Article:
Block on Trump's Asylum Ban Upheld by Supreme Court
In US v. Mayweather, No. 08-50449, the court affirmed defendant's conviction and sentence for possessing a firearm in furtherance of a drug trafficking crime, holding that there was a fundamental and dispositive difference between McTiernan and this case -- namely, whether, prior to pleading, the defendant was aware of the prospect of making a suppression motion.
In Wang v. Chinese Daily News, Inc., No. 08-55483, an action brought against a Chinese-language newspaper by some of its California-based employees under the federal Fair Labor Standards Act (FLSA) and under California law, the court affirmed judgment for plaintiffs where 1) the evidence before the district court did not create a genuine issue of material fact as to the reporters' status; 2) the district court did not abuse its discretion in certifying a Rule 23(b)(2) class; 3) the district court did not abuse its discretion in invalidating the opt-outs and in restricting defendant's ability to communicate with class members; 4) substantial evidence supported the jury's verdict; 5) the FLSA does not preempt a state-law section 17200 claim that "borrows" its substantive standard from FLSA; and 5) it was within the district court's discretion to exercise supplemental jurisdiction over the section 17200 claim in this case.
In US v. Briggs, No. 09-30108, the court affirmed defendant's convictions for conspiracy to possess with intent to distribute cocaine and methamphetamine and conspiracy to possess a firearm in connection with a drug trafficking crime, holding that there was no evidence that defendant was incapable of understanding his guilty plea. However, the court vacated defendant's sentence where the district court erroneously calculated his sentence under the Sentencing Guidelines when it applied a firearm-related enhancement to his offense level.
In Sapp v. Kimbrell, No. 05-15745, an action by a prisoner alleging improper treatment of his eye condition, the court affirmed the dismissal of the complaint for failure to comply with the Prison Litigation Reform Act where, although improper screening may excuse a failure to satisfy the PLRA's exhaustion requirement, the facts did not show that prison officials improperly screened out plaintiff's administrative grievances.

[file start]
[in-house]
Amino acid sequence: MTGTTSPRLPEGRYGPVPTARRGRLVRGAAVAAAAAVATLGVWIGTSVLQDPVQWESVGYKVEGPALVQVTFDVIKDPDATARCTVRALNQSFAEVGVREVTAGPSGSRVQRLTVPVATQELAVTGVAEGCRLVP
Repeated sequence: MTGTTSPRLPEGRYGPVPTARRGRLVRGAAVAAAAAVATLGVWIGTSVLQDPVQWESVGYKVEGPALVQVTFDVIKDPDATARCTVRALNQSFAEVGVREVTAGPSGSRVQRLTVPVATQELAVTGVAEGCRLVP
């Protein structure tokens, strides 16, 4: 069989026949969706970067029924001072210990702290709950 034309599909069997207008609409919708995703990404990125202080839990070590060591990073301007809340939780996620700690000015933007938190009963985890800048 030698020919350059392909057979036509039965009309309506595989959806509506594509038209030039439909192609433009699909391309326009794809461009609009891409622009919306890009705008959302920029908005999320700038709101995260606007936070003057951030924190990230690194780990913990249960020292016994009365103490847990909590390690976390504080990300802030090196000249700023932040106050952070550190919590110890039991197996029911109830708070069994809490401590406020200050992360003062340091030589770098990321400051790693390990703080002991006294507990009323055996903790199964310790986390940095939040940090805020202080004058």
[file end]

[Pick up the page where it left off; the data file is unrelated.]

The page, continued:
In Ward v. Ryan, No. 07-17156, an action alleging that the state's withdrawal of $50.00 from plaintiff's prison wages pursuant to an Arizona statute that required that amount of money be placed in a dedicated discharge account, to be paid to him upon his release from incarceration, violated the Fifth and Fourteenth Amendments, the court affirmed summary judgment for defendant where plaintiff did not have a current possessory property interest in the wages withheld in the dedicated discharge account and he had not been permanently deprived of those funds.
In Bateman v. Am. Multi-Cinema, Inc., No. 09-55108, a Fair and Accurate Credit Transactions Act (FACTA) case alleging that defendant movie theater chain violated FACTA by printing more than the last five digits of consumers' credit or debit card numbers on electronically printed receipts in December 2006 and January 2007, the court reversed the denial of class certification where none of the grounds cited by the district court -- the disproportionality between the potential liability and the actual harm suffered, the enormity of the potential damages, or defendant's good faith compliance -- justified the denial of class certification on superiority grounds and the district court abused its discretion in relying on them.
In Martinez v. Schriro, No. 09-15170, a prosecution for sexual conduct with a person under the age of fifteen, the court affirmed the denial of petitioner's habeas petition where there was no federal constitutional right to the assistance of counsel in connection with state collateral relief proceedings, even where those proceedings constituted the first tier of review for an ineffective assistance of counsel claim.
In Sullivan v. Dollar Tree Stores, Inc., No. 08-35413, an action alleging improper denial of Family and Medical Leave Act (FMLA) benefits, the court affirmed summary judgment for defendant where plaintiff was not entitled to FMLA benefits because her new employer, for whom she worked for less than 12 months, was not a successor in interest of her former employer.